There are three big rules regarding the type of things I bring into my home. Okay, there are more than that, but we’re only going to talk about three of them today:
- If a piece of clothing can’t be thrown in the washer and dryer, it must be REALLY special for me to have to treat it separately;
- If it is not supposed to go into the dishwasher, it’s going to die trying; and
- If it’s a living thing, it should probably be able to bark or speak in order to stay alive.
Number 3 is really the hardest for me. I love having green plants in my home, but they are so often neglected that I rarely even bother. I used to try to bring home cute succulents or nice potted ivy, and Tom would remark, “Oh, look. You picked out another victim.”
It would be offensive if he wasn’t so right. Of all the plants I’ve brought home in the past few years, only two still survive. One is the Mother in Law’s Tongue that is nearing it’s two year birthday with me (GASP! Yeah, I know). It’s really true that it needs minimal attention, because it only receives water when I think about it and it’s grown so much. The second is the poor little succulents potted in the playroom. I walked in on Emma swinging it from the Donkey’s Tail a few weeks ago, but it has proved to be a fearsome foe for a toddler.
Even with my two black thumbs, I still feel the need to have some green life in my home. Plants just make a room feel more alive. So, I’ve recently turned to using realistic looking faux plants (not flowers, just green plants), and I think with the right arranging they look very real.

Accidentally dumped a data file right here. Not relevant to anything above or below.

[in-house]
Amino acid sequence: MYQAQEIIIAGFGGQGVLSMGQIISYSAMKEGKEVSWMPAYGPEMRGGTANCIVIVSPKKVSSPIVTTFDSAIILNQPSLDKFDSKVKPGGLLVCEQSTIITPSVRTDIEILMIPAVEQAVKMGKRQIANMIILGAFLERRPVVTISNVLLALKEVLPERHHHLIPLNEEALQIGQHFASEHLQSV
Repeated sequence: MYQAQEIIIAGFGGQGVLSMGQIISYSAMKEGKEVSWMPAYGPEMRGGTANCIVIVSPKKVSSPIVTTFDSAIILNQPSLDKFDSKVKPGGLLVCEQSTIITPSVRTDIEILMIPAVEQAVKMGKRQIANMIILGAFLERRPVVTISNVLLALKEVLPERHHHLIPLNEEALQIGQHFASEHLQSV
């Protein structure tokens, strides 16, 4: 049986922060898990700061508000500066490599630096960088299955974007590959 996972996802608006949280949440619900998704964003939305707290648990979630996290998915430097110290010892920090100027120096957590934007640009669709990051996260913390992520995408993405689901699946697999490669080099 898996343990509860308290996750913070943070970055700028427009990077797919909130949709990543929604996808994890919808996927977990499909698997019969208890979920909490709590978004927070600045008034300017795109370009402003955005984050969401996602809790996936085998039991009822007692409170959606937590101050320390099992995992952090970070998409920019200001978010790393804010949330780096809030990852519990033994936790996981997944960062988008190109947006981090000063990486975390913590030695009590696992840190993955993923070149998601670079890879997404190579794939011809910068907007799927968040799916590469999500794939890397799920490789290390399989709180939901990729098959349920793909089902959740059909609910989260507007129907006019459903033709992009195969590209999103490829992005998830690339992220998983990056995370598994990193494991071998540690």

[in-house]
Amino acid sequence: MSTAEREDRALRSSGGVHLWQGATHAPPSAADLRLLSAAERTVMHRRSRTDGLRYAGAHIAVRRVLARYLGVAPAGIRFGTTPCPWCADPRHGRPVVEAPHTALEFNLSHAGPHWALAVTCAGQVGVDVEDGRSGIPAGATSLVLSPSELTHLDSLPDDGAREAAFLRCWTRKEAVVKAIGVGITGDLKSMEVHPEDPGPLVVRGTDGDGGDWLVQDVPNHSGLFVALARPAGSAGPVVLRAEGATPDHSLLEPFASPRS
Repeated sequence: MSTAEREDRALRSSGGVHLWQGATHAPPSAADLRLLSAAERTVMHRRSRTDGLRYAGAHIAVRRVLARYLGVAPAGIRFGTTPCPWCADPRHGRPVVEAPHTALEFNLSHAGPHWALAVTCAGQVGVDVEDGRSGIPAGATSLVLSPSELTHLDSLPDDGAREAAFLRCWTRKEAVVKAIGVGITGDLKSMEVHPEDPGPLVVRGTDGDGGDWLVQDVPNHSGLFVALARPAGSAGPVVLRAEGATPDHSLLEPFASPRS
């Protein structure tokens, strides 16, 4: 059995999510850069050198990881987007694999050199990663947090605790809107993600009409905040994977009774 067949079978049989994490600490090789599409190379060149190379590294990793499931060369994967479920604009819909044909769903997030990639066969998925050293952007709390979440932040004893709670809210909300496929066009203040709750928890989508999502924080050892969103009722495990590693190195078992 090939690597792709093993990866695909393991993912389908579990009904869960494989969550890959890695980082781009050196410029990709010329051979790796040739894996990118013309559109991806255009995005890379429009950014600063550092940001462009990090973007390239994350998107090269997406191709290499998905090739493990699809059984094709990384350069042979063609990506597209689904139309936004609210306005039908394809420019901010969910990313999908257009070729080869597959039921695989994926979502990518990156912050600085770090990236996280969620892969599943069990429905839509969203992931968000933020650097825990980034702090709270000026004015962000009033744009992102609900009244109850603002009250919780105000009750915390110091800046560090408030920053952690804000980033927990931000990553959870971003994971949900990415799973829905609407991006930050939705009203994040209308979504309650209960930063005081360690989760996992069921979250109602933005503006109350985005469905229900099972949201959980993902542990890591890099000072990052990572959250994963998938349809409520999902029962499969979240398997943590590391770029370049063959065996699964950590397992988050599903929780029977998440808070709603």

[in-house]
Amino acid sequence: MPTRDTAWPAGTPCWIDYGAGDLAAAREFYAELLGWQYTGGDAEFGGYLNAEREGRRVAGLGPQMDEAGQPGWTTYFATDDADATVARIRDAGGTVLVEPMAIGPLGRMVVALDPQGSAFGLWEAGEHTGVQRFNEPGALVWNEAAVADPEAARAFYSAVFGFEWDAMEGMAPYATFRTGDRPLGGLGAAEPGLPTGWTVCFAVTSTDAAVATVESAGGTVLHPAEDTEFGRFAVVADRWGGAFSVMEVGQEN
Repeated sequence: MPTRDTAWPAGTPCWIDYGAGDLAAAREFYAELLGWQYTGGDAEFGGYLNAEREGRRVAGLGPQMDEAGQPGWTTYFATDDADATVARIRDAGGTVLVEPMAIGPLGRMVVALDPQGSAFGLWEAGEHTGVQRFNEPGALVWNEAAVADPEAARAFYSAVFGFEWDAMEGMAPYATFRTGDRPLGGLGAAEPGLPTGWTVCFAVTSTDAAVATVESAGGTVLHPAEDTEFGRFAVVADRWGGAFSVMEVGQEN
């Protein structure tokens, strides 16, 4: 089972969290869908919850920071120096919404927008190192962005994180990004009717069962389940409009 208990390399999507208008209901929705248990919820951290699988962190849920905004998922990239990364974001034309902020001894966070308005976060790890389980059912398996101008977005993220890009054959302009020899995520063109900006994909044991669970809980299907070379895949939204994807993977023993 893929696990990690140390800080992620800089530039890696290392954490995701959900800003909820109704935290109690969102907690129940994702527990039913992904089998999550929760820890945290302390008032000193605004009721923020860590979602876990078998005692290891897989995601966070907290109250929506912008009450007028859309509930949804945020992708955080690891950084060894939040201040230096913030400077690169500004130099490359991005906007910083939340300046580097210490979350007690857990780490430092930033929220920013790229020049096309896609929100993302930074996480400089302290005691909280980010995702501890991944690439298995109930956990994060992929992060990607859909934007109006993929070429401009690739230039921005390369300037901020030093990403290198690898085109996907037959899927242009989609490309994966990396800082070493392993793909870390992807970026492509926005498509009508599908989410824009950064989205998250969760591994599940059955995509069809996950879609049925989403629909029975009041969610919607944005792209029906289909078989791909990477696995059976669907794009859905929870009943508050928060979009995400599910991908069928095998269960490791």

My vintage dog planter used to contain real succulents (that I murdered), and I loved the look of the arrangement before its passing. I decided to move him into my office, but I knew that trying to keep anything alive on my desk in front of the window with lots of direct sun was laughable. So, I went to Hobby Lobby and bought a few varieties of fake succulents. They were on the end of an aisle containing garlands and swags at my store, not with the fake floral stems (in case you go in search of them in your own store).
I really think that these fake succulents are realistic impressions of their live counterparts, with good color variations that aren’t too green like many fake succulents I’ve seen (Target, I’m looking at you). I chose some Donkey’s Tail, a few varieties of Aeonium and some Kalanchoe thyrsiflora. I found all of those names on this Apartment Therapy round-up, so I’m not as smart as I sound.
The fake succulents cost about the same as real succulents, but I won’t need to replace these. Succulents are one of my favorite types of plant, so I was happy to find these fake versions that look so good. I just had to make sure that the ones I purchased didn’t have any extra bits of plastic on the edges from the factory mold or have any weird imperfections that screamed “Fakery!” to me.
My planter was still filled with dirt from its previous inhabitants, so I added some river rock (little smooth stones) on top that I had picked up years ago at Michael’s. I trimmed the wire stems from the plants and just stuck them into the rock in an arrangement that I thought looked good in my planter.
Now I can enjoy my little doggie worry free. It’s nice to be able to enjoy the look of real plants without the fear of their demise!
Do you have any fake green plants in your home? What do you have and where in your home are they?